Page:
“A perverse little number from the erratic but always interesting José Larraz (Vampyres), this rarely seen, low budget blend of exploitation and art is best known to fans of Euro sleaze under its more colourful theatrical release title, Violation of the Bitch. For its first DVD release, Pagan translated the original Spanish title, La visita del vicio (or more literally, Vice’s Arrival), as The Coming of Sin. Under any time, it’s a twisted, often mystifying daydream filled with erotica and surrealism. Beautiful amateur painter Lorna (Patricia Granada) passes her sunny days dabbling with a paintbrush and burying herself in the family library. Life changes dramatically with the arrival of Triana (Lydia Zuaso), a dark-haired girl from a gypsy clan who comes to stay indefinitely and sparks a gradual, torrid relationship with Lorna. However, Triana’s dreams are haunted by images of a naked man (Rafael Machado) on horseback, a premonition which comes true one day while she strolls through the woods surrounding a nearby lake. The mysterious man, who never seems to wear much, attempts to rape Triana, who runs home and tells Lorna about the weird naked guy living with his horse out in the wild near their house. Lorna goes to investigate while Triana’s fantasies continue, including one which finds her naked inside a giant horse about to be… uh, straddled, apparently. Soon the mystery man directly intrudes on their lives, beginning an unholy triangle of lust which culminates in a dark reversal of fortune.

Though undeniably rough around the edges, The Coming of Sin is a strangely compelling alternative to the usual plotless European sex films of the period. The non-actors were evidently hired more for their looks than their thespian skills, and they make for adequate pawns in Larraz’s little mind game. On the other hand, the awkward dubbing reliant on forced British accents makes for some nasty ear punishment. As with his other kinky countryside yarns like Vampyres and Symptoms, Larraz relies on soft focus photography and elegant camera movements to counterpoint the often extreme and bizarre activity onscreen, including some fairly graphic and fleshy sex scenes. An even stronger variant with hardcore inserts made the grindhouse rounds under the title of Sex Maniac and has turned up on the bootleg video circuit (as well as an Italian PAL VHS release as Sodomia), but this unofficial bastardization of Larraz’s film is best avoided. On the other hand, the international version under the Violation title, originally released in Holland and other European countries before hitting the video dupe market, was dramatically shorter than Larraz’s preferred cut, clocking in just at 70 minutes. This cut eliminates several crucial scenes in their entirety and alters the opening credits to play out over a later scene. The Pagan DVD represents the closest approximation of Larraz’s original intentions. The BBFC lists a deletion of 1 minute and 15 seconds to obtain an “18” certificate, a punishment given to Triana’s rape scene, which is still quite explicit but contains a strange jump in the audio, abruptly cutting off the music. Nothing from the other English language video editions is missing, and the added material is quite valuable. Image quality is quite good considering the softness of the source; the gauzy appearance reveals some compression problems, but the clarity of the image and nicely defined pastel colour schemes make up for it. The letterboxing also adds some much needed breathing room to Larraz’s claustrophobic close ups, which come off as oppressive and clumsy on earlier cropped video editions. The DVD also includes a photo gallery and a thirty minute interview with Larraz, apparently the complete unedited version of his discussion excerpted in his episode of the worthy Channel 4 series, Eurotika! Candid and often quite funny, he discusses his career at great length, and the disc offers chapter indexes to each film and subject.” – Mondo Digital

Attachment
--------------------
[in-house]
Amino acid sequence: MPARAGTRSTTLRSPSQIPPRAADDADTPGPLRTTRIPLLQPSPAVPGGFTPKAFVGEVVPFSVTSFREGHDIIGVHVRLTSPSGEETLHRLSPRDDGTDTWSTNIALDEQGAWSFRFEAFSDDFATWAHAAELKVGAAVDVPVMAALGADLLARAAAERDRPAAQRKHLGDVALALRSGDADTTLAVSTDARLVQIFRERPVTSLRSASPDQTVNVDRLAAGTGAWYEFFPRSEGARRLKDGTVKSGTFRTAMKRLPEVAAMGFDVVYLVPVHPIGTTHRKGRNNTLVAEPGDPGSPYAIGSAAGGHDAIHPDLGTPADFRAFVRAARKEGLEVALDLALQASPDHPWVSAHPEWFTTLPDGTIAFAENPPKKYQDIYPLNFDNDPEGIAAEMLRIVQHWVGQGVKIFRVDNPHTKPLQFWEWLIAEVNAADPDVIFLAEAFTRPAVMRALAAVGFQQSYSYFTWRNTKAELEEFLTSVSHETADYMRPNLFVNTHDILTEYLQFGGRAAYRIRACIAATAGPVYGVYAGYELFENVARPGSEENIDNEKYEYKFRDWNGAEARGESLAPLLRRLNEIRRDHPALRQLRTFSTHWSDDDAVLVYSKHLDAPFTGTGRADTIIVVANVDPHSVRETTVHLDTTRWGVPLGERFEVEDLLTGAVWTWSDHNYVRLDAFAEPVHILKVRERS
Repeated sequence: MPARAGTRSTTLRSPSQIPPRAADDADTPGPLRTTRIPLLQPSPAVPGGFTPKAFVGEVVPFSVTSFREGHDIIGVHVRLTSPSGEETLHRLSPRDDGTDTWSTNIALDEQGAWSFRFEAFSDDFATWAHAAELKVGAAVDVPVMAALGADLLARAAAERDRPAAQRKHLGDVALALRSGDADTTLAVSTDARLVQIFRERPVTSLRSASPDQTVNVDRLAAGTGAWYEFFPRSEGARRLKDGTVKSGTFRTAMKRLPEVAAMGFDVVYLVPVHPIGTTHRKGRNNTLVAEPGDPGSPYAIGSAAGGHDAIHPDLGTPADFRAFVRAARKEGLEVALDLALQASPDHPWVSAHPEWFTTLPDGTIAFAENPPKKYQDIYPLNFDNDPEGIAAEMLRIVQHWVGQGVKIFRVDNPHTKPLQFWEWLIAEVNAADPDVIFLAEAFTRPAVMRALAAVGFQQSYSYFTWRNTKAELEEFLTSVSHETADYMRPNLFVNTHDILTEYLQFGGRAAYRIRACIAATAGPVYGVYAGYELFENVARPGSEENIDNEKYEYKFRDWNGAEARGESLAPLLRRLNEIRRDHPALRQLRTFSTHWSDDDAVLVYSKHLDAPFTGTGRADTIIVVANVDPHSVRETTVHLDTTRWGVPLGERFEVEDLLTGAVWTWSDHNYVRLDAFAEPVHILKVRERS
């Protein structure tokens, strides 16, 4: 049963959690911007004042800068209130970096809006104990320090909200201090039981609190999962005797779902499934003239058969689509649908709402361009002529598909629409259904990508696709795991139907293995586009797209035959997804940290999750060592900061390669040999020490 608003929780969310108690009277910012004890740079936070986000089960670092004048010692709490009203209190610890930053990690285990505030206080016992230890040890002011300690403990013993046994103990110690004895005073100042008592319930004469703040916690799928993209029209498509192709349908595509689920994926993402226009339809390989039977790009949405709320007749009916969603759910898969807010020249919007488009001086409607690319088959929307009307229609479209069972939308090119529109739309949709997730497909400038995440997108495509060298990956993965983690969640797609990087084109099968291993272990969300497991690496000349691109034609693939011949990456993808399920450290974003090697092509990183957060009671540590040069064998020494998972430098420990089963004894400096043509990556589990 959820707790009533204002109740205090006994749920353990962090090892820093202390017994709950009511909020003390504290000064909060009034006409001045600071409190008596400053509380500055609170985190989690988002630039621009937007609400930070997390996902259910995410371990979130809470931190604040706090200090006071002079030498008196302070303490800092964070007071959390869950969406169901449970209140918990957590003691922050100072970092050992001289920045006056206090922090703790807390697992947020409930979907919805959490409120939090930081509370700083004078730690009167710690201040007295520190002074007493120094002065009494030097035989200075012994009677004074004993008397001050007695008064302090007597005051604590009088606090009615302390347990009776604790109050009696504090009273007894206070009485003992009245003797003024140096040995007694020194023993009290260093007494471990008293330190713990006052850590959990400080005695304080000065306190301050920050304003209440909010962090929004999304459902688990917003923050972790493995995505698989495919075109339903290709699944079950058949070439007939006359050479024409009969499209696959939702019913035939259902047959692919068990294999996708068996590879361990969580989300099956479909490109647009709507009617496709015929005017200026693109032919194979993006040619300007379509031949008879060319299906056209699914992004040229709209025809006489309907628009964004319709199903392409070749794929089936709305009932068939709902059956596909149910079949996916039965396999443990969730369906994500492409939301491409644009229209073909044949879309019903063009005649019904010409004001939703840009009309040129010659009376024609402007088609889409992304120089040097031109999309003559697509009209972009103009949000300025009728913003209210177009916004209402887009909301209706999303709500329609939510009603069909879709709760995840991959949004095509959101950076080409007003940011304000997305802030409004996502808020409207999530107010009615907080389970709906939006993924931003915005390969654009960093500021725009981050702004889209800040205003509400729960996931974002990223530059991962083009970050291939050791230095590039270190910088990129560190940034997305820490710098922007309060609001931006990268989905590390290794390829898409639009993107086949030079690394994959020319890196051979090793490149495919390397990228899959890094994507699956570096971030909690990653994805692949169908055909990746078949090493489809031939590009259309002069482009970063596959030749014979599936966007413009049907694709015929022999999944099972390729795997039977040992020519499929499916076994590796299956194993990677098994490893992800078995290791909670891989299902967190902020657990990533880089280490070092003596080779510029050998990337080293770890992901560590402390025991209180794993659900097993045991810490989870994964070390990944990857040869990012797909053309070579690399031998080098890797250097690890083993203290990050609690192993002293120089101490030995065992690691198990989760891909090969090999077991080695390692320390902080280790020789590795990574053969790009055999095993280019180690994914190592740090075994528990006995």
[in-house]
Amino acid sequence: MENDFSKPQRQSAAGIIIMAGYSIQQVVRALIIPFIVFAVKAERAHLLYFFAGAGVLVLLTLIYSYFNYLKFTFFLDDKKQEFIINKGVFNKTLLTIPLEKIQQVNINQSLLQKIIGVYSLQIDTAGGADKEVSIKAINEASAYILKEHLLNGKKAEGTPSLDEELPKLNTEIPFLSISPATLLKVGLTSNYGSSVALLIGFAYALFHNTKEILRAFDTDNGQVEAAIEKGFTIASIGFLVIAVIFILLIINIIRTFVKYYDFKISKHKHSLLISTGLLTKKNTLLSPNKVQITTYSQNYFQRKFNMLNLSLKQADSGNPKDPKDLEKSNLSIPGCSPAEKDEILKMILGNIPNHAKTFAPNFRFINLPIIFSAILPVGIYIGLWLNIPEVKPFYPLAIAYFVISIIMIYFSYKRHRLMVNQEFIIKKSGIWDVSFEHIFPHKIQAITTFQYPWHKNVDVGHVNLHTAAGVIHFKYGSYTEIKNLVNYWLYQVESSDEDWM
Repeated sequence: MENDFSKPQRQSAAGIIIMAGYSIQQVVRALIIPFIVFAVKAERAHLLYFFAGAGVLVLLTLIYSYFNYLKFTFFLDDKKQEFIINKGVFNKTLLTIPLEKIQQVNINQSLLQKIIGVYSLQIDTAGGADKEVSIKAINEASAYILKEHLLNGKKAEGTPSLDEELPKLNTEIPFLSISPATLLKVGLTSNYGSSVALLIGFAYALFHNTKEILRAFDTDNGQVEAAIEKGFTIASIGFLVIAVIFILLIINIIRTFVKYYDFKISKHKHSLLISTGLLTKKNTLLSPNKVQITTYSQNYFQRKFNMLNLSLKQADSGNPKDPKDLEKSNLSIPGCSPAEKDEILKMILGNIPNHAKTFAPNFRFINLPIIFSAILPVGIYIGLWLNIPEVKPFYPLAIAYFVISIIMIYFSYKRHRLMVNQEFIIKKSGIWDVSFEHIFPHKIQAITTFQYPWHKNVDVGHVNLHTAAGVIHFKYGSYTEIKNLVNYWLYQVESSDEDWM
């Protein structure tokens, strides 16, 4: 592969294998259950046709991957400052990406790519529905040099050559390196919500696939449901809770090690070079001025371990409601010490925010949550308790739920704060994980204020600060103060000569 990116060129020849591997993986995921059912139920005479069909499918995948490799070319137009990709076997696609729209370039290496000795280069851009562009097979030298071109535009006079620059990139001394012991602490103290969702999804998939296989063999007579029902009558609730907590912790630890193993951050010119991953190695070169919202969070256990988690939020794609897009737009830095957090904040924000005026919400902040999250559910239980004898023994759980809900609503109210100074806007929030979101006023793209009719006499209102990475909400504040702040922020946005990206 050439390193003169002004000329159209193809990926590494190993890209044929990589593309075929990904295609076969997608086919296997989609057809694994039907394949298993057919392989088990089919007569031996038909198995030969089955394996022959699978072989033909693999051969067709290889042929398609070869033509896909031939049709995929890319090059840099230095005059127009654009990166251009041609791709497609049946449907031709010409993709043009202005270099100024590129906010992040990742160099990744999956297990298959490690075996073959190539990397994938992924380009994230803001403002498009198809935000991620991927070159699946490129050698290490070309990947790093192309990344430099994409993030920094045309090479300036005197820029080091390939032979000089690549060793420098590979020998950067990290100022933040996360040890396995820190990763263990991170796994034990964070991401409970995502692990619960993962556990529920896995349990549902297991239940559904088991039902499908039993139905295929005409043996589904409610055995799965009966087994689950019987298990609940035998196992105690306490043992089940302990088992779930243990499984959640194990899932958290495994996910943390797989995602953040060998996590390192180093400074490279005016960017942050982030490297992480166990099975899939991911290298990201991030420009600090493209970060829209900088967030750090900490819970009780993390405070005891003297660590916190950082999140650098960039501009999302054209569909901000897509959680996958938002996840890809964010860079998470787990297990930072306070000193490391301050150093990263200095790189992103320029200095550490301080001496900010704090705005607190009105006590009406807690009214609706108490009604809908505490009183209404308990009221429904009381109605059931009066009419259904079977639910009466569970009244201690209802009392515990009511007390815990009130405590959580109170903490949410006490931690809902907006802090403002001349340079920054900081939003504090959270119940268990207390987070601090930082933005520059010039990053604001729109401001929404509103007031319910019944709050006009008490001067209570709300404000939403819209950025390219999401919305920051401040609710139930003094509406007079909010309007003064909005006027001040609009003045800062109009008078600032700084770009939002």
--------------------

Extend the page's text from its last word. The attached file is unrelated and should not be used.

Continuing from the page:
no pass

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